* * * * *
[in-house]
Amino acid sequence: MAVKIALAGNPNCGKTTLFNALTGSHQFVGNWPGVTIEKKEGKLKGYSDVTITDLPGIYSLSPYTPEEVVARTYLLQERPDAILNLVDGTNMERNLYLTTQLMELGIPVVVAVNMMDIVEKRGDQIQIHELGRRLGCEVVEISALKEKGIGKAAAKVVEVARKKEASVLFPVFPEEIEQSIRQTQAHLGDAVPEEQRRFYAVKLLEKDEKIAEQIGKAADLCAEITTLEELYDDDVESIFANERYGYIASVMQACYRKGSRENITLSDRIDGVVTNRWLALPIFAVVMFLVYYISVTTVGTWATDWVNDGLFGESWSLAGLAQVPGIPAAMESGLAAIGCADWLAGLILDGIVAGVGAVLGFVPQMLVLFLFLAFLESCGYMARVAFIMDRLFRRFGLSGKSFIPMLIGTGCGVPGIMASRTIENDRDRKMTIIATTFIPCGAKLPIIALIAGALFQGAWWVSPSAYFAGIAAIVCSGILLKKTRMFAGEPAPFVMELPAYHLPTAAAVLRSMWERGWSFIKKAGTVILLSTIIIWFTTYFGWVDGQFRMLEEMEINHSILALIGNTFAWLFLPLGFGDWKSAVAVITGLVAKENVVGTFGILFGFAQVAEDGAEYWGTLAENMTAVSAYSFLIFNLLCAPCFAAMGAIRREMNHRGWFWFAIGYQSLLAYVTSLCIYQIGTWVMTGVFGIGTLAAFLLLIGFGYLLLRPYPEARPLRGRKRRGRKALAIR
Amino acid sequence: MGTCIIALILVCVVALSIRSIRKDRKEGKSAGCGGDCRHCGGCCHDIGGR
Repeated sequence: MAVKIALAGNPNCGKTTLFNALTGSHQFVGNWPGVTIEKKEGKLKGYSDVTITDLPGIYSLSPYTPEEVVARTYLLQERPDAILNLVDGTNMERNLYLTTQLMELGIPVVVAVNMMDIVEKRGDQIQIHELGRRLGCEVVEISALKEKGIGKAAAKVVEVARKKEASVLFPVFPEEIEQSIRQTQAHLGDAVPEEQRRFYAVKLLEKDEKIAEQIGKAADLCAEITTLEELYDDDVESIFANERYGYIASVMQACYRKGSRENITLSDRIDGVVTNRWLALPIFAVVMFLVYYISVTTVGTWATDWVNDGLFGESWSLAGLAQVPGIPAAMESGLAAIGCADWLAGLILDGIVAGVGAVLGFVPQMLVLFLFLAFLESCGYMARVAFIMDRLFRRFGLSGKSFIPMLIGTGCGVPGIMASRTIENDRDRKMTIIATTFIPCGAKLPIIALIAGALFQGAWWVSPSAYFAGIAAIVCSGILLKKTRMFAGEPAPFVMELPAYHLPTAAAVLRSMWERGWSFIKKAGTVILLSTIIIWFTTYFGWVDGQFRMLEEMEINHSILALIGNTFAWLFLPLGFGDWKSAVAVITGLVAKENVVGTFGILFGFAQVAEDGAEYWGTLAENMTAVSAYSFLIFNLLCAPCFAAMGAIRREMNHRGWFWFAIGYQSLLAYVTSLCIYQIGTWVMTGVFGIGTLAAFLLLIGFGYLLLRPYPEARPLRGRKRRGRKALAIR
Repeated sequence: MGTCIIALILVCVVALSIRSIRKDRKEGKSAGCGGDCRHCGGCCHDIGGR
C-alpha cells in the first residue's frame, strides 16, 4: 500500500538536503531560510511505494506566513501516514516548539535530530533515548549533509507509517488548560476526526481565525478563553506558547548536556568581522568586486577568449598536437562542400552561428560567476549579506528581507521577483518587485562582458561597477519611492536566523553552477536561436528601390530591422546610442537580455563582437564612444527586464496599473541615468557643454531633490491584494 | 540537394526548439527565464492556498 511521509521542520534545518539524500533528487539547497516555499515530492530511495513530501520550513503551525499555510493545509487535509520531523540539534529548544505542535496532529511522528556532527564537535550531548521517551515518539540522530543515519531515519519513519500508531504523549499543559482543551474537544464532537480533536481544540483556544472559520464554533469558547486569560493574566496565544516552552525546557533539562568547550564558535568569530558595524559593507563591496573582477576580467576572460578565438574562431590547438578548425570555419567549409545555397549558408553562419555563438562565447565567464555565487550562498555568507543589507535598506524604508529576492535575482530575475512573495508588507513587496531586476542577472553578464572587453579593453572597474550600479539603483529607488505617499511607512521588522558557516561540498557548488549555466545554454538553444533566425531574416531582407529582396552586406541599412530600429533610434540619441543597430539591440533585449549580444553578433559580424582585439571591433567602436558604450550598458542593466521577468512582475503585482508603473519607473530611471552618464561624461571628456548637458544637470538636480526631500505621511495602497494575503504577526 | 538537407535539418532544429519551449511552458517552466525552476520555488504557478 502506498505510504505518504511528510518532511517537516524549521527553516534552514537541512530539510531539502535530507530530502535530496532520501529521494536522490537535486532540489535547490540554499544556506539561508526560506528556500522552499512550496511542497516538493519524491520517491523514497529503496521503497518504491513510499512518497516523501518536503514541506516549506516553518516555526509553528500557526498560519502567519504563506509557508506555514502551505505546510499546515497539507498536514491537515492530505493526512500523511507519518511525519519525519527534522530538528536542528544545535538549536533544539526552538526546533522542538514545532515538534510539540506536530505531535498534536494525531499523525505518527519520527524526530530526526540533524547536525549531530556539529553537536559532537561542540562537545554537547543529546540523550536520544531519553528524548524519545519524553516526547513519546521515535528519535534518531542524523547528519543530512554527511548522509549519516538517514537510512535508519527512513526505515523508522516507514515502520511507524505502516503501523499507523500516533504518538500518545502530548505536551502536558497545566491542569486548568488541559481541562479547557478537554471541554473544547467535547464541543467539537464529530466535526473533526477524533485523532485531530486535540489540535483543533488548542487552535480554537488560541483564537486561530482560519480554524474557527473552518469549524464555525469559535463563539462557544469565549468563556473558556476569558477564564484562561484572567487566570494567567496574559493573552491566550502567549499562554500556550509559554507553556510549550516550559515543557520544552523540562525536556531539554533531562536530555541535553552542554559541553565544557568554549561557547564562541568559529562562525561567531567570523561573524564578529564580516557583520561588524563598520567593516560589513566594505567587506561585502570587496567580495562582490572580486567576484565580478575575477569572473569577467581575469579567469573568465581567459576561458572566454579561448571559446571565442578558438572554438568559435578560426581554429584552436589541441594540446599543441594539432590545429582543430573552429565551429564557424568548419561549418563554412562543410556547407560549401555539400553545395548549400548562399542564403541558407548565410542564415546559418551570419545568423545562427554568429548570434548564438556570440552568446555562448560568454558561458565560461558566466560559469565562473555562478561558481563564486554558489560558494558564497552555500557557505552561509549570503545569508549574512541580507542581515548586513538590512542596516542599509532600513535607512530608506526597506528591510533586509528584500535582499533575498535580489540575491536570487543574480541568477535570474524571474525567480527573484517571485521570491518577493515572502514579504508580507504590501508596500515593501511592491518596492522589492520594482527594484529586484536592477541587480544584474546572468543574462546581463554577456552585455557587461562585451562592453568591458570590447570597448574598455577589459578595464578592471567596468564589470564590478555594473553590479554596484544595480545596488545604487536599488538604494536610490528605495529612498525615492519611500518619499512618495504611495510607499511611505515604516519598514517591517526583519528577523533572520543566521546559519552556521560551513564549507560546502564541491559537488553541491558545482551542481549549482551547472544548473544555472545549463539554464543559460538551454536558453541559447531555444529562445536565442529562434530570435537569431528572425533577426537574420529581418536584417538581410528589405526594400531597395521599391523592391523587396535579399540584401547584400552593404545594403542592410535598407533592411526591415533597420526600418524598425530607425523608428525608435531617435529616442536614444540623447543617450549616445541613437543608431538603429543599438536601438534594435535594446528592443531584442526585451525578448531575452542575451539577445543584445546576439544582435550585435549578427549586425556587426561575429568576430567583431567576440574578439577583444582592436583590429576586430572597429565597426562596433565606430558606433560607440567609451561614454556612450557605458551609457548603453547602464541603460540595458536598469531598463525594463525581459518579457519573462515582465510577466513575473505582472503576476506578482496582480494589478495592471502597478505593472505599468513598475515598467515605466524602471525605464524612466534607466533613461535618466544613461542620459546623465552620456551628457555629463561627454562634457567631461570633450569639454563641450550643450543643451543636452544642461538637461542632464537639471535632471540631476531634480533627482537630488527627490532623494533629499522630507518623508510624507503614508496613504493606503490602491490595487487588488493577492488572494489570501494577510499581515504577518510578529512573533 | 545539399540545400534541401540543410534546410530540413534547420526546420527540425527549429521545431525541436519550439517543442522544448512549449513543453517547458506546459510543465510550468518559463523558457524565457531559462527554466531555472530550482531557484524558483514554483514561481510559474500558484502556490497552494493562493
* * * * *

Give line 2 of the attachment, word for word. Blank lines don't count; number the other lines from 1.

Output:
Amino acid sequence: MAVKIALAGNPNCGKTTLFNALTGSHQFVGNWPGVTIEKKEGKLKGYSDVTITDLPGIYSLSPYTPEEVVARTYLLQERPDAILNLVDGTNMERNLYLTTQLMELGIPVVVAVNMMDIVEKRGDQIQIHELGRRLGCEVVEISALKEKGIGKAAAKVVEVARKKEASVLFPVFPEEIEQSIRQTQAHLGDAVPEEQRRFYAVKLLEKDEKIAEQIGKAADLCAEITTLEELYDDDVESIFANERYGYIASVMQACYRKGSRENITLSDRIDGVVTNRWLALPIFAVVMFLVYYISVTTVGTWATDWVNDGLFGESWSLAGLAQVPGIPAAMESGLAAIGCADWLAGLILDGIVAGVGAVLGFVPQMLVLFLFLAFLESCGYMARVAFIMDRLFRRFGLSGKSFIPMLIGTGCGVPGIMASRTIENDRDRKMTIIATTFIPCGAKLPIIALIAGALFQGAWWVSPSAYFAGIAAIVCSGILLKKTRMFAGEPAPFVMELPAYHLPTAAAVLRSMWERGWSFIKKAGTVILLSTIIIWFTTYFGWVDGQFRMLEEMEINHSILALIGNTFAWLFLPLGFGDWKSAVAVITGLVAKENVVGTFGILFGFAQVAEDGAEYWGTLAENMTAVSAYSFLIFNLLCAPCFAAMGAIRREMNHRGWFWFAIGYQSLLAYVTSLCIYQIGTWVMTGVFGIGTLAAFLLLIGFGYLLLRPYPEARPLRGRKRRGRKALAIR